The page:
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Maarten's answer is good, but doesn't mention that it's possible to have human-memorable typeable passphrases with >128 bits of entropy rather easily. The Diceware system uses a good RNG (high-quality dice or a CSPRNG) to pick "characters" from an enormous "alphabet": instead of using single English letters (or ASCII characters) the &...


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The key size for AES is chosen as 256 because that's considered the minimum keysize which can protect against a brute force attack - i.e. $2^{256}$ tries. That's not right, $2^{128}$ or - more accurately - a key size of 128 bits for $2^{127}$ tries on average is considered plenty, certainly against any practical attack. However, in practice, for a lot of ...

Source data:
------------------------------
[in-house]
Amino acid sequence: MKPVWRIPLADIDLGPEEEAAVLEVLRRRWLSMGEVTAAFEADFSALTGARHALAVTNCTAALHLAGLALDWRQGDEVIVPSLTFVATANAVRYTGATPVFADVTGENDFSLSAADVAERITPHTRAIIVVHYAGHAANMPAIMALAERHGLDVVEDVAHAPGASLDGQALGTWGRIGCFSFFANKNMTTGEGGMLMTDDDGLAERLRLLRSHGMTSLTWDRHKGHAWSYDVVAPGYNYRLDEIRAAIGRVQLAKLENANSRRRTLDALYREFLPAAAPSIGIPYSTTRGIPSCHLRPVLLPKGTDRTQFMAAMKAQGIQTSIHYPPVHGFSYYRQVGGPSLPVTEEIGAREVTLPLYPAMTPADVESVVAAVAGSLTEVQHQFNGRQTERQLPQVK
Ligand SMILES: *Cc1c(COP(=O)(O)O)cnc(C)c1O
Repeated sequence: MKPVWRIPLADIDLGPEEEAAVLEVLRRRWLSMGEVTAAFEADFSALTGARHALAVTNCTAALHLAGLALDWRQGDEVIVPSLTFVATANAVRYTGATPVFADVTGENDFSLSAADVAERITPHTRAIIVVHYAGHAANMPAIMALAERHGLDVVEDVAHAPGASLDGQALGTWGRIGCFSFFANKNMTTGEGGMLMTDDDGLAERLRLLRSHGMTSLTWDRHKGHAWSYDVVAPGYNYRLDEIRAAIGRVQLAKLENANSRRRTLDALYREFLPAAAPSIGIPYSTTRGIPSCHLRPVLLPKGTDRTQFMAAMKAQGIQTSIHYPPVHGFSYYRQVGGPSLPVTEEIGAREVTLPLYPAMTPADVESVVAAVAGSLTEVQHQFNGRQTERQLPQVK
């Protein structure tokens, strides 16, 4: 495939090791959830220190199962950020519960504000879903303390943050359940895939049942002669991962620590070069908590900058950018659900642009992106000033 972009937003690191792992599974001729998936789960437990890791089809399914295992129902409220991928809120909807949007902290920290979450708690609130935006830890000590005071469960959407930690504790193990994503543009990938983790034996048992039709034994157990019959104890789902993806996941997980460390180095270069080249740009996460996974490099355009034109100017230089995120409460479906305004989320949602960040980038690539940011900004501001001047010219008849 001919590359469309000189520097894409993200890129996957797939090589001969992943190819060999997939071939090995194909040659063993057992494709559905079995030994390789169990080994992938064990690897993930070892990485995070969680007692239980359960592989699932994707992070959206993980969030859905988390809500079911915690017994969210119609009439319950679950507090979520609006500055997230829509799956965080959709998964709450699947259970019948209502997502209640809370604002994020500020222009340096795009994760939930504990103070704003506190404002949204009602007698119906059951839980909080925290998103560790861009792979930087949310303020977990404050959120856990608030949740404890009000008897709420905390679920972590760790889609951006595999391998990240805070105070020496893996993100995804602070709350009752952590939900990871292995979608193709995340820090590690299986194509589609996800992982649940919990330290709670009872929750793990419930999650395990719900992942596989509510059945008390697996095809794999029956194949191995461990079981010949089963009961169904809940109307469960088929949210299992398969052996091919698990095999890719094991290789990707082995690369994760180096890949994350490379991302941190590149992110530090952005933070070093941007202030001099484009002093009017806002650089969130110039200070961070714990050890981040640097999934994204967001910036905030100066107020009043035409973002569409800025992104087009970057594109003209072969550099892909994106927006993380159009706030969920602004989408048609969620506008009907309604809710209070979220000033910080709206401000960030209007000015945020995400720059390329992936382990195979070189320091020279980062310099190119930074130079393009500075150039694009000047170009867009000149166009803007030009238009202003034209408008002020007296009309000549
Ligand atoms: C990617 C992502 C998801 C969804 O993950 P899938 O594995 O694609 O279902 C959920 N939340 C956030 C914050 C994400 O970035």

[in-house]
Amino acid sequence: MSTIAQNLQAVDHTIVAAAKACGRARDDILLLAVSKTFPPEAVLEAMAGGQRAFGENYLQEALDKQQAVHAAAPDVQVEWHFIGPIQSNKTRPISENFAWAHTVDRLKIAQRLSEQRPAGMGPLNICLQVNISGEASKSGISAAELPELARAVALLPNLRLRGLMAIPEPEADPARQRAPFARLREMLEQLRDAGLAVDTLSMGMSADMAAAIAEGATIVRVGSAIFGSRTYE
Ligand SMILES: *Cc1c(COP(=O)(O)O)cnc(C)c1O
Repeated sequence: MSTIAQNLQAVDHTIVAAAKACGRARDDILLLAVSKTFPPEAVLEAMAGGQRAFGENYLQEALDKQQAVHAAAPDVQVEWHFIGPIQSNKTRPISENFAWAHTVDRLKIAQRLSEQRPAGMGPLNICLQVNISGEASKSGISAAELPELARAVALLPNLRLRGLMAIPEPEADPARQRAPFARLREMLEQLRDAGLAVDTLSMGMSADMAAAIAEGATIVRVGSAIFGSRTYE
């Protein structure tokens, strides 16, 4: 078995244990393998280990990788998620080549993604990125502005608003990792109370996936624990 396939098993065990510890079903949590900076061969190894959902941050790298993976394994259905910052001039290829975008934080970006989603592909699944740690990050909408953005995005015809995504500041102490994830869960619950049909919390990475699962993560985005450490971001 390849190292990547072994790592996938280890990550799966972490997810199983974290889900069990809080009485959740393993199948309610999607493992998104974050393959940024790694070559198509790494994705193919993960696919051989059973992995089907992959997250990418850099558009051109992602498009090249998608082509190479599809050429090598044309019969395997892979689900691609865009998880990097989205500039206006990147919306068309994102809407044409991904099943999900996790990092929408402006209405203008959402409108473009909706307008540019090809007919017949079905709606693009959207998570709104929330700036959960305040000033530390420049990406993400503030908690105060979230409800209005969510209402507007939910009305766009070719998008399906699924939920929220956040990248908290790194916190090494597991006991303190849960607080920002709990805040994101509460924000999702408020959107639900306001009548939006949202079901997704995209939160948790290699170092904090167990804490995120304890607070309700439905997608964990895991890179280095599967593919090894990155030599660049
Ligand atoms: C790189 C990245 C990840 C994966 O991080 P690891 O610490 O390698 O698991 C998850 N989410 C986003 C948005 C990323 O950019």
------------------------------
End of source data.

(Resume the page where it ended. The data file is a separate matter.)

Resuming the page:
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Adding characters to an existing password in such a fixed and known way does not alter its entropy as long as everything else remains the same. In your specific case, adding a space every four characters can be seen as purely formatting to make passwords more readable. Should an attacker not know about the formatting, the password just became six characters ...


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